OISIN MURPHY REVEALS WHY “THIS IS JUST THE START” AND THE PLAN HE MADE WITH SHEIKH FAHAD 12 MONTHS AGO
by Mark Souster
There will come a point on Saturday evening, when the dust has settled on QIPCO British Champions Day, when Oisin Murphy allows himself to reflect on a job well done.
At the age of 24, one of the horseracing’s most impressively eloquent and personable of ambassadors will be crowned Champion Flat Jockey as the season draws to a close at Ascot on Saturday.
Only when Murphy has the trophy in his grasp will he let the realisation to sink in, acknowledge the applause, feel the pride of his parents and extended family and thank those who helped to make his dream come true.
Then, as with all true champions striving to be even better, it will immediately be back to business.
Oisin Murphy doesn’t do brash and arrogant. So his mentality is more of a reassurance to fans of the sport and those connections he rides for than a cocksure warning shot to his rivals. “Be under no illusion I will be looking for my progress to continue,” he says. “This, I hope, is just the start.”
Murphy’s late summer and early autumn surge finally saw off the dogged challenge of Danny Tudhope. While his coronation has been a forgone conclusion for the past few weeks, the receipt of the trophy - to add to that of champion apprentice in 2014 - will conclude a journey which even three years ago seemed unlikely.
But it has always been his aim to improve, season on season, building experience, winners and all important contacts. In 2018 he came close but, despite riding nine Group One winners, Silvestre de Sousa proved too strong in the ultimate numbers game.
This time last year Murphy sat down with Sheikh Fahad, the head of Qatar Racing. “We discussed how we would try again in 2019,” he explains. “We had a plan and it has come off.
“It has been a long year but very fulfilling and I’m thrilled it has all come together. It hasn’t sunk in but it will do in time. It will be a mixture of relief and thrill. I am young and ambitious.”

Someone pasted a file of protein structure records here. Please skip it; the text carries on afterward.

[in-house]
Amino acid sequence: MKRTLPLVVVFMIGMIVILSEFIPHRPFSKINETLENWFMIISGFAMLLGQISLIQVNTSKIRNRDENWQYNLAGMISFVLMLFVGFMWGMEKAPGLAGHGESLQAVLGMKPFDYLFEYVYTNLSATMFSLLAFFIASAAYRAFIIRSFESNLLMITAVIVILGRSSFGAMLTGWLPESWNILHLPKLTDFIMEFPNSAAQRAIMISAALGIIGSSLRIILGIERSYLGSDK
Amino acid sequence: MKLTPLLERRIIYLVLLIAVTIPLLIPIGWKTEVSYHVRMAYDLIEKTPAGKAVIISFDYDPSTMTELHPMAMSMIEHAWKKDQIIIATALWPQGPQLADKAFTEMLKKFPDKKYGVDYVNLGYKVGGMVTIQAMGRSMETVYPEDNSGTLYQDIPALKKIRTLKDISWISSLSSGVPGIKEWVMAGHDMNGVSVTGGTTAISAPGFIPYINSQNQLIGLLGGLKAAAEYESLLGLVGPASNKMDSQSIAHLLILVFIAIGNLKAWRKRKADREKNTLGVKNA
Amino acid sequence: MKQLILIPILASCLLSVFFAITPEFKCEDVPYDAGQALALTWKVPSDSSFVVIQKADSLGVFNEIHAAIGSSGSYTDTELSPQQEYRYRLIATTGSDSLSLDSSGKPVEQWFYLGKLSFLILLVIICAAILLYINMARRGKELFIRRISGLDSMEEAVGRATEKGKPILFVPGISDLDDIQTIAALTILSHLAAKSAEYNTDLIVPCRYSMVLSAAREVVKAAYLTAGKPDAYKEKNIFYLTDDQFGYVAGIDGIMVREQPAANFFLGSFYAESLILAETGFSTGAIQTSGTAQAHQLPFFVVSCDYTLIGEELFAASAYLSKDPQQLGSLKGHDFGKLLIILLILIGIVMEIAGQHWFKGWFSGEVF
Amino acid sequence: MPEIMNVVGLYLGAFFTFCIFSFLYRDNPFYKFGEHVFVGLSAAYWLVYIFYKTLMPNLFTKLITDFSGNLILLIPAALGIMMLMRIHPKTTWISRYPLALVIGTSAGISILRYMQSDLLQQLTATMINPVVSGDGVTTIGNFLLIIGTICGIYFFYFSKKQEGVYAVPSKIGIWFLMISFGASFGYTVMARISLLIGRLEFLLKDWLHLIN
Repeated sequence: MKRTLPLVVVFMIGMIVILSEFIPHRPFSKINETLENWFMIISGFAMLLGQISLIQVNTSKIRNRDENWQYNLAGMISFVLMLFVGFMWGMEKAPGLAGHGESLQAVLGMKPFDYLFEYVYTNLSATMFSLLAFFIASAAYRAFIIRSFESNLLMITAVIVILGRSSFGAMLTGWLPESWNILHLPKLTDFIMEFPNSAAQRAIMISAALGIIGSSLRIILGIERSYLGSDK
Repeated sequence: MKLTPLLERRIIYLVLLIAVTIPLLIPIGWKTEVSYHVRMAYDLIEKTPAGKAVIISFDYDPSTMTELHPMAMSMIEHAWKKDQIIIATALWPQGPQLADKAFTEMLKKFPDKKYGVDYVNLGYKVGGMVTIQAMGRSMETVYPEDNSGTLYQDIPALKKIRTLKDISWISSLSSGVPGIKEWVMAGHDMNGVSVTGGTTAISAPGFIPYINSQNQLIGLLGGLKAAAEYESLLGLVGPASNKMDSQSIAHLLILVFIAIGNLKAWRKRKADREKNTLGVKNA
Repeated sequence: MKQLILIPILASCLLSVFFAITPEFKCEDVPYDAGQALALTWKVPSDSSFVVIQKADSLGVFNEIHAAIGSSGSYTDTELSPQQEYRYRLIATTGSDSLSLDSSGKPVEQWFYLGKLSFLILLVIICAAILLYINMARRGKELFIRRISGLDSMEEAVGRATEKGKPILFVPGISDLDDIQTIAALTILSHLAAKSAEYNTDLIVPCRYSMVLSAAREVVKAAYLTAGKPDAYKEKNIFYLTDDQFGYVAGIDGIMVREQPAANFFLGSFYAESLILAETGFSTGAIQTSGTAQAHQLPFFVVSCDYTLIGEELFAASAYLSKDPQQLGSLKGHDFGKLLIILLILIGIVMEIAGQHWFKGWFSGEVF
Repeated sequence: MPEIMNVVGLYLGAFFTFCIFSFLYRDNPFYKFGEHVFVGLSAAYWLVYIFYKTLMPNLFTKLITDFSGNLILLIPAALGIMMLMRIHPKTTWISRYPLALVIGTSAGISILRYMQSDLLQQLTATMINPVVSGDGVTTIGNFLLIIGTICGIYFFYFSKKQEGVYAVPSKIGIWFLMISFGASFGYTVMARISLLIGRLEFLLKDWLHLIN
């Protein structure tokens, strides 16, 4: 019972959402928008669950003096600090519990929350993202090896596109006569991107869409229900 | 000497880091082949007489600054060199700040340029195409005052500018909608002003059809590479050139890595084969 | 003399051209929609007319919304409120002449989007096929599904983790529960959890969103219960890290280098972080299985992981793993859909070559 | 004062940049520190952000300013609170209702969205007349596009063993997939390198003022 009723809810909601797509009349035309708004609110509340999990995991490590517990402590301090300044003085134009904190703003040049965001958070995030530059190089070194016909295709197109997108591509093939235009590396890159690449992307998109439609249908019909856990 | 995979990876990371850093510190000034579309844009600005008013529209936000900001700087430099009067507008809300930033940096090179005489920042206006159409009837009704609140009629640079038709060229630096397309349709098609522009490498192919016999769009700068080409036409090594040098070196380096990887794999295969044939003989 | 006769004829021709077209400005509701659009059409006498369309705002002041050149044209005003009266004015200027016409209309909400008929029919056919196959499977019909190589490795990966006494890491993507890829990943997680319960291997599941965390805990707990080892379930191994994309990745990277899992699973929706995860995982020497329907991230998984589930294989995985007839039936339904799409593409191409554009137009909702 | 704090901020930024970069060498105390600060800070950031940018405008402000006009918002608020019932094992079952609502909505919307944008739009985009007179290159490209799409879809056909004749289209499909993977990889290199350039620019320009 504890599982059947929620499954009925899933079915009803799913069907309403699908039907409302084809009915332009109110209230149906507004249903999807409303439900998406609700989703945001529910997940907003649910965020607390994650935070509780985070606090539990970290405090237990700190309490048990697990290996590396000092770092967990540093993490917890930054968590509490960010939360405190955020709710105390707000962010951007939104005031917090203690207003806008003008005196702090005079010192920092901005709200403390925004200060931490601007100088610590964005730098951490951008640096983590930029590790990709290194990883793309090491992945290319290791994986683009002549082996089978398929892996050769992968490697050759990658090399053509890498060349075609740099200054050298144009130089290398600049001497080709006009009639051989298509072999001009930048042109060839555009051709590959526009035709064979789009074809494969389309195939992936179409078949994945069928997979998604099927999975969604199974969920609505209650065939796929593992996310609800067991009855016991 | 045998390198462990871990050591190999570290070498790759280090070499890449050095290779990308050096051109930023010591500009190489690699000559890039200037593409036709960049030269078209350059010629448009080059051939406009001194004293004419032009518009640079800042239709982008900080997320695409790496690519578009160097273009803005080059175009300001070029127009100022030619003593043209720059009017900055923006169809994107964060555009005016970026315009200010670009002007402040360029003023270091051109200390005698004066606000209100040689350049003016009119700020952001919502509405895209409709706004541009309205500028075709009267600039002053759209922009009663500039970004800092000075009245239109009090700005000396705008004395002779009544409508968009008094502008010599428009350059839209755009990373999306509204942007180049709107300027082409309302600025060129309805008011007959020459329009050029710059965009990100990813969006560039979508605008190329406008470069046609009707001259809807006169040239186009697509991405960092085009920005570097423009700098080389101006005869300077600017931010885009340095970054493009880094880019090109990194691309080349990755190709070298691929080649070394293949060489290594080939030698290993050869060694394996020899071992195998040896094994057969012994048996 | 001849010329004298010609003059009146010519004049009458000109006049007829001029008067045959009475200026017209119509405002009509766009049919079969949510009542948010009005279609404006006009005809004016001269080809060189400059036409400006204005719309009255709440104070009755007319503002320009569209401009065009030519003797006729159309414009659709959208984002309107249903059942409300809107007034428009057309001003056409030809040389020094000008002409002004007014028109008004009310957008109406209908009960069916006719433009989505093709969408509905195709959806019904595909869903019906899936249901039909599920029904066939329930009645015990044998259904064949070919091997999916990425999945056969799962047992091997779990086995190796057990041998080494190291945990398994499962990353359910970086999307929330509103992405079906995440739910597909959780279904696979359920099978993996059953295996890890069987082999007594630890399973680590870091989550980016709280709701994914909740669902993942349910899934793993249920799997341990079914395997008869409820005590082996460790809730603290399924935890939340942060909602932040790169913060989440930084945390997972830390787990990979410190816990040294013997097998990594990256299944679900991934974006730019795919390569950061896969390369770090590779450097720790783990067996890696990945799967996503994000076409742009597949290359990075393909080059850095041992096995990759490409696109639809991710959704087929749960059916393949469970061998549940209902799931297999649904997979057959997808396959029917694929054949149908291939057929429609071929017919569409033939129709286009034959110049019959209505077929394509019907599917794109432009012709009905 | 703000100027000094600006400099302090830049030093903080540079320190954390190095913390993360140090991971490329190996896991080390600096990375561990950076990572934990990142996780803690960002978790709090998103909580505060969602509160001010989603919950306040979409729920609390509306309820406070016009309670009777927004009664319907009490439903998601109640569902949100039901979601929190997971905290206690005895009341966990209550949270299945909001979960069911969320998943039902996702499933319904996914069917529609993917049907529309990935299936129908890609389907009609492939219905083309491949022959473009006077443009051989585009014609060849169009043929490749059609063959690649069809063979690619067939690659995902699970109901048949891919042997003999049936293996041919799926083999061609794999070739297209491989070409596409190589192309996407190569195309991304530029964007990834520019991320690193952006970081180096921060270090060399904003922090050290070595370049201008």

Besides Qatar racing, loyal trainers such as Andrew Balding, Archie Watson and Ed Walker have provided a steady stream of winners. “The main stables I have been riding for have been in super form for a long period of time. Without their support I wouldn’t have got there.”
It has been a relentless pursuit of his goal, requiring discipline, mental strength and true grit. Tens of thousands of miles being driven around the country and also £60,000 spent on flights and helicopters to make sure he did not miss a ride.
Staying fit and out of trouble with the stewards has helped. “I have a really good team behind me that makes dealing with days when you don’t have a winner much easier.”
Back in Killarney, Murphy’s early prowess was on show-jumping ponies. When he decided to give Flat racing his full attention and to finesse his riding style, it was the veteran double Grand National winning jockey Tommy Stack he turned to.
“I would go up to his house at lunchtimes and after evening stables. He spent hours and hours with me on the simulator. It didn’t come naturally. I had been jumping ponies and it was a completely different demand to go on an equisizer and push it. He had to show tremendous patience.
“When someone who had been as successful as he has been takes time to offer you advice and send you in the right direction that gives you a confidence boost in itself.”
Murphy arrived in England in October 2012 to finish his equine education at the best schooling yard of all, that of Andrew Balding. It was his first trip abroad and led to a few tearful telephone calls home. But the camaraderie of the yard saw him through.
“When I arrived there were a lot of youngsters who’ve gone on to have good careers: Rob Hornby, Tom Brown, Danny Muscutt and Kieran Shoemark, and Eddie Greatrex. We had an amazing 18 months together until the beginning of 2014.”
Winning one of the Classics – The QIPCO 2000 and 1000 Guineas, the Investec Derby, Investec Oaks or the St Leger – obviously remains high on Murphy’s ‘to-do list’. But he knows the very top races don’t just fall into your lap.
“You are always searching for quality, but top clash horses are really hard to find. You are going to go through periods when you are spoilt for choice and other times when those top horses are more difficult to come by. You just have to keep grafting away.
“People I ride for have some very well-bred horses. Some will be good, some won’t. That is the way it is. My work ethic won’t change. What will be will be.”
On Saturday Murphy will be riding Deidre, the Japanese-owned winner of the Nassau Stakes who takes her place in the Champion Stakes at Ascot. Murphy himself spent two months riding in Japan last winter, so is well qualified to talk about the passion they have for racing.
“The Japanese are really behind the sport,” he says. “As a nation they make a huge effort to make you feel welcome. They just love horses. Walk into a shop and they’ve got shelves of teddies of horses for sale. They are really true fans. It would be wonderful to win for them.
“I rode Deirdre on Tuesday morning. She really is in tremendous shape. It would be great if Ascot switched to the inner track. That will offer much better surface. That would be a really positive step. There are some great entries and a super day and it would be nice to run it in the best ground possible.”